Sales Quotas and Termination
Brokers’ Rights • FLSA Requirements • New York Lawyers
Smaller brokerage houses and financial products companies sometimes hold out the possibility of full-time employment if an unpaid trainee broker meets a certain quota of cold call sales over a given period of time. While each case is different, unpaid trainee brokers typically have a six-month period during which time they must successfully facilitate a set number of sales over the phone. If a trainee broker fails to meet the sales quota specified, he or she is essentially let go without the prospect of future employment – be that paid or unpaid.
These kinds of practices are in violation of the Fair Labor Standards Act link, specifically as it relates to minimum wage and overtime requirements. In fact, brokerage houses and firms are often able to recruit unpaid trainee brokers by holding out the promise of potential future employment, where work experience – while unpaid – serves as the “compensation” offered during the training period.
At the New York law offices of Leeds Brown Law and Virginia & Ambinder, we are familiar with the tactics used by brokerage houses and financial services companies when recruiting trainee brokers and denying them minimum wage. To learn how we can help you recover what is owed you, contact brokers’ rights attorneys at Leeds Brown Law and Virginia & Ambinder today.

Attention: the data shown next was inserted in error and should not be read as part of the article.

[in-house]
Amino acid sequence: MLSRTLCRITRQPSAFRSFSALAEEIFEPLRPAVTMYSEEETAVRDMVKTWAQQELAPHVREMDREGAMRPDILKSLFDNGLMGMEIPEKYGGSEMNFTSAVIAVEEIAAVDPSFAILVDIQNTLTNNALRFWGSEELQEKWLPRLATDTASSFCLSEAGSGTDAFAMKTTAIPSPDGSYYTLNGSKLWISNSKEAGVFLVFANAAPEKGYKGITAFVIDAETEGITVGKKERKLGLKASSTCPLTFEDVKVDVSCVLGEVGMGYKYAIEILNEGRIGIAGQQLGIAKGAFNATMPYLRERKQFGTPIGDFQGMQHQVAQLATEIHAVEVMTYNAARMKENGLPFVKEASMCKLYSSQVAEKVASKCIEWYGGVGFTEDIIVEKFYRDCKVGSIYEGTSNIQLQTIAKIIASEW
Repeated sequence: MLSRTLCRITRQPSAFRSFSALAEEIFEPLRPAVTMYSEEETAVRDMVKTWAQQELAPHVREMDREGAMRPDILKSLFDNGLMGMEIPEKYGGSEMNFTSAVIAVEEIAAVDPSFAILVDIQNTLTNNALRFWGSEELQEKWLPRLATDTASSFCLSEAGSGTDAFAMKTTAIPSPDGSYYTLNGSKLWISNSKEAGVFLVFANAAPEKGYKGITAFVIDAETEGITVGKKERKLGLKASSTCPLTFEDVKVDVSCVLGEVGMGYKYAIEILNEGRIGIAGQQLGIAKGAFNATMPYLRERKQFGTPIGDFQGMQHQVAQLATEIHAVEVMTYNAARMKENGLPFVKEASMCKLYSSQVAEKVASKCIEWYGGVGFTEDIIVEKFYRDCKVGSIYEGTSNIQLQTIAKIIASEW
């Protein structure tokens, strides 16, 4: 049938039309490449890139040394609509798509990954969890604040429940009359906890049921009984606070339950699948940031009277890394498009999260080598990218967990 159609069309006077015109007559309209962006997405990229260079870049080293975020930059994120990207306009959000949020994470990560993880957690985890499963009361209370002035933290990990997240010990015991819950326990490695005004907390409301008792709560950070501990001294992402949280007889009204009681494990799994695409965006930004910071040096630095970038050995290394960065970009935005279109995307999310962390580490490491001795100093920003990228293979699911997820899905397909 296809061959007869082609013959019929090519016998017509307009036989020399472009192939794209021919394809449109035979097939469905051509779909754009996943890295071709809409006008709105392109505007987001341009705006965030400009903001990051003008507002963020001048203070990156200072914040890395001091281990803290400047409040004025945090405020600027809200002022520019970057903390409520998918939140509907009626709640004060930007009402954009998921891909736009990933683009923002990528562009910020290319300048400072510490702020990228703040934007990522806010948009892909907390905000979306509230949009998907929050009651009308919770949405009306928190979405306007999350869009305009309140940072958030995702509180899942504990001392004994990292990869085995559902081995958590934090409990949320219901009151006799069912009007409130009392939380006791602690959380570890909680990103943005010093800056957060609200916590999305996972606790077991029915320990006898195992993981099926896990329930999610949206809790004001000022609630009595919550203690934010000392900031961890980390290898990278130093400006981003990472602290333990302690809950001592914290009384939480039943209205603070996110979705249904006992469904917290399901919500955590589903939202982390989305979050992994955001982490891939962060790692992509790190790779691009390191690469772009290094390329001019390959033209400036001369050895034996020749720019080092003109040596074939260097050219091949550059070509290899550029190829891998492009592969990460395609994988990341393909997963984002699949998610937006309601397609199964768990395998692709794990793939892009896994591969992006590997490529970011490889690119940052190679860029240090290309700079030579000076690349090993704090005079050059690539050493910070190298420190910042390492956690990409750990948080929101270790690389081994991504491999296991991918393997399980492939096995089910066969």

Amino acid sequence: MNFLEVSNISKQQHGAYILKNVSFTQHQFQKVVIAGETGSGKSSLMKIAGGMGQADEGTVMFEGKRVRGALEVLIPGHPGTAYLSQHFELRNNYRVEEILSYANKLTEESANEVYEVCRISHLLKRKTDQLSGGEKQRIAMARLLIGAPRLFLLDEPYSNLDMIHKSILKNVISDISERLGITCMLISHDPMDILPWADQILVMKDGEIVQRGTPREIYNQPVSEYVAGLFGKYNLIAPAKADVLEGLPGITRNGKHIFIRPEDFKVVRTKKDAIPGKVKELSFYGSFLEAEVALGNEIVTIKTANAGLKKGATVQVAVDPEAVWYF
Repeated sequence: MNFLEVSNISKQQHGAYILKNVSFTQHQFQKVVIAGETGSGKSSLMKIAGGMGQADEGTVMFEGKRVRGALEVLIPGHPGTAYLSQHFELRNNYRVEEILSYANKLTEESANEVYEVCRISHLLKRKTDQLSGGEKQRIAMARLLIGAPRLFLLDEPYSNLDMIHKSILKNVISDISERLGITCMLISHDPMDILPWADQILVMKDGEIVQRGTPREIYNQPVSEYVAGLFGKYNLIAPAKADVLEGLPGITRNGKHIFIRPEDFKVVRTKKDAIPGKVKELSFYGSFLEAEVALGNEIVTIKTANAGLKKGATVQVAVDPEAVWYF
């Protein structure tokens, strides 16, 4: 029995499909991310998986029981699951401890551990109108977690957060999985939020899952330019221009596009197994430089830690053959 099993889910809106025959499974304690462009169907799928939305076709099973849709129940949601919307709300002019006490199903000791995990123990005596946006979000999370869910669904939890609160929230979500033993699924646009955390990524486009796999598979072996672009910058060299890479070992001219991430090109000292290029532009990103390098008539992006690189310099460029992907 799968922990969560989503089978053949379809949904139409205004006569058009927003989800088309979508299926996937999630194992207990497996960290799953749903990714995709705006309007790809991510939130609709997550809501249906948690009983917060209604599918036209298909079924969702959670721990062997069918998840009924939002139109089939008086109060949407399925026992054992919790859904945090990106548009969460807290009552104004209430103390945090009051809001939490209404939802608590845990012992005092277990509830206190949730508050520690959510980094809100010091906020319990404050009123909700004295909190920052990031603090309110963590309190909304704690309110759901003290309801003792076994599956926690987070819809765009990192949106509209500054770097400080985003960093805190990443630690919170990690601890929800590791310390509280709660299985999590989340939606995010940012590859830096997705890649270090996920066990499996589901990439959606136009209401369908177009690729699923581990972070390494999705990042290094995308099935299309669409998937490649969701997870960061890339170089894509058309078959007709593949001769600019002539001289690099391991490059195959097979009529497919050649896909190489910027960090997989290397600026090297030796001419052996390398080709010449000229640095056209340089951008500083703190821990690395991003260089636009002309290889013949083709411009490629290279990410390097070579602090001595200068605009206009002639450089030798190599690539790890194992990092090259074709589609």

Unpaid Trainee Brokers and Employment Contracts
In some cases, an unpaid trainee broker may be asked to sign a contract where there is an understanding that the trainee broker will eventually obtain a Series 7 license. In order to get a Series 7 license, a trainee must fill out a U 4 form that validates the broker’s affiliation with a licensed Broker Dealer. In this way, the trainee broker can verify an affiliation with a FINRA registered Brokerage house or firm.
In other cases, unpaid trainee brokers are considered independent contractors. Here, however, unlicensed trainee brokers cannot do the very things they are are contracted to do since they do not have a brokers license under the Financial Industry Regulatory Authority (FINRA). In these kinds of cases, it’s difficult not to conclude that employers simply classify unpaid trainee brokers as independent contractors in an attempt to avoid paying them minimum wage in the requirements of the Fair Labor Standards Act.
Contact New York Brokers’ Rights Attorneys
A fair number of small brokerage houses and financial products companies used unpaid trainee brokers in order to make cold calls. In many cases, these employers simply follow what they believe is a standard industry practices of not paying trainees. However, in do so, they are in violation of the minimum wage and overtime requirements of the FLSA, regardless of any employment contract they might have asked a trainee broker to sign.
To learn how we can help you recover compensation owed you, contact New York brokers’ rights attorneys at Leeds Brown Law and Virginia & Ambinder today.